Fine Woodworking & Ezee-Feed Review #1: Fine woodworking Mag Review of Ezee-Feed #1

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Blog entry by Lee A. Jesberger posted 07-07-2007 05:43 AM 2105 reads 0 times favorited 25 comments Add to Favorites Watch
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Hey guys;

I got an email from Fine Woodworking Mag today, requesting one of my infeed and an outfeed systems for testing. They may do a review in the magazine.

It is also under review with Wood magazine now.

I need you guys to keep your fingers crossed for me. (a prayer would help also).

This came about from an article in woodsmith magazine. They did an article on cutting plywood, while working alone.

A gentleman in Maine saw the article, and felt the need to send them a letter about our product. He bought an infeed and an outfeed system from us. He also sent me a copy, with permission to publish it.

Here is a link to his article:

I have to tell you all that this has been a long time coming. And a financialy painful one. Every penny I could beg, borrow and steal, has gone into getting this business going.

We have sold these units nationwide, but growing pains have been just that. Very painful.

So if you guys would be so kind as to say a prayer, I would sure appreciate it.


-- by Lee A. Jesberger

25 comments so far

View scottb's profile


3648 posts in 4294 days

#1 posted 07-07-2007 06:02 AM

Brilliant! Good luck!

-- I am always doing what I cannot do yet, in order to learn how to do it. - Van Gogh -- --

View Bob Babcock's profile

Bob Babcock

1804 posts in 4053 days

#2 posted 07-07-2007 06:40 AM

Good luck Lee. I’m looking with interest on the ezee-feed. My wife and I plan to embark on a 10 year journey of rehabing houses in a couple of years. I’ll be needing all the help I can get. It will often be just me wrestling sheet goods.

Have you considered cross marketing with this product ?

-- Bob, Carver Massachusetts, Sawdust Maker

View Don's profile


2603 posts in 4144 days

#3 posted 07-07-2007 07:08 AM

Lee, one prayer on its way!

-- CanuckDon "I just love small wooden boxes!"

View oscorner's profile


4563 posts in 4278 days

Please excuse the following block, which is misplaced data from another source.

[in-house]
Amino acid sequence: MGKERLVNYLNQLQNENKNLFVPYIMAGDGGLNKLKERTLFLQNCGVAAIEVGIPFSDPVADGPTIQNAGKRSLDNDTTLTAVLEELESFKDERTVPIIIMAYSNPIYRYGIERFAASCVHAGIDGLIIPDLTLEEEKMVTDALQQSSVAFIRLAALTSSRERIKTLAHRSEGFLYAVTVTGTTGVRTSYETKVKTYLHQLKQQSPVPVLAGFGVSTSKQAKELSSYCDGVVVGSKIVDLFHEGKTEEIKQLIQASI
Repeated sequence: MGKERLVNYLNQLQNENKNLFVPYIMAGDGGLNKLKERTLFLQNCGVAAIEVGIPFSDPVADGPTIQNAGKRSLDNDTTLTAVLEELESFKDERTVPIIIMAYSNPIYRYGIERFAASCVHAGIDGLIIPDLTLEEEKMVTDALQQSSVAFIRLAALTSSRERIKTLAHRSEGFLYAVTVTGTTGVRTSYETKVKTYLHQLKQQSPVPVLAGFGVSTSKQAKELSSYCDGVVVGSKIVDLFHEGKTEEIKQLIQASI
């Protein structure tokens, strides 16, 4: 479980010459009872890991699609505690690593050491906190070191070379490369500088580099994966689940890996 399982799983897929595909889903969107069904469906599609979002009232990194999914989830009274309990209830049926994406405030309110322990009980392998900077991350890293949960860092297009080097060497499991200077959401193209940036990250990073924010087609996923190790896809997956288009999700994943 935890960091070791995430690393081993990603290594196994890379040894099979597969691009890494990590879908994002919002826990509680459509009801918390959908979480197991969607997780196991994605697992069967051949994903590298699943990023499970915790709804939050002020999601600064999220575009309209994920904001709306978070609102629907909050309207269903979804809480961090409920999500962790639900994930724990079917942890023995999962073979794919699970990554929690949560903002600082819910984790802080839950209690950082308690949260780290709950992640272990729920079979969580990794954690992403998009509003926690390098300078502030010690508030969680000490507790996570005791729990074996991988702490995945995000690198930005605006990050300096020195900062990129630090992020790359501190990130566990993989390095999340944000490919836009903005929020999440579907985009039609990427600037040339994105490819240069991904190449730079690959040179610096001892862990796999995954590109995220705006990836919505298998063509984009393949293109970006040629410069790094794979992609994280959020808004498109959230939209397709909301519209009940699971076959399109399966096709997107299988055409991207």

#4 posted 07-07-2007 08:01 AM

Congratulations! The Lord says that we reap what we sow and it sounds like it is time for you to reap the rewards of your labor. It is a neat system.

-- Jesus is Lord!

View Lee A. Jesberger's profile

Lee A. Jesberger

6851 posts in 3946 days

#5 posted 07-07-2007 08:29 AM

Thank you guys!

Don, I appreciate it very much.

I love the video Bob. I have a designer I work with, who has agreed to her daughter doing an ezee-feed video.

A fine looking young lady for sure. That video is along the lines of what I had in mind.

I’m thinking to call her “Ms. Woodie”

What do you guys think?

Scott, thank you also!

Os Thank you.

You know this is a product we use everyday in the shop, and it REALLY does cut the time and labor in half.

I meet the tool editor for Popular Woodworking at a show we did. He was impressed with the product and agreed to do an article on it. We sent them a couple samples.

The article was to be published and hit the news stands in late September of last year. The article got bumped until October, which was still fine. Great time for Christmas gifts.

He was concerned we wouldn’t be able to keep up with production, so we geared up the inventory, spending a fair amount of money to do so.

Then he got promoted, but introduced me to the new guy, via email. The new guy was still interested in the article based on his predecessors recommendation.

Within a month or two, he too, got promoted. The new guy is someone I met at another show. While the meeting was polite, the exchange wasn’t really genuine. This fellow feels that plywood, or sheet goods have no place in woodworking.

I got an email from him saying, “they have to get my “stuff” out of their shop. Do I want it back”?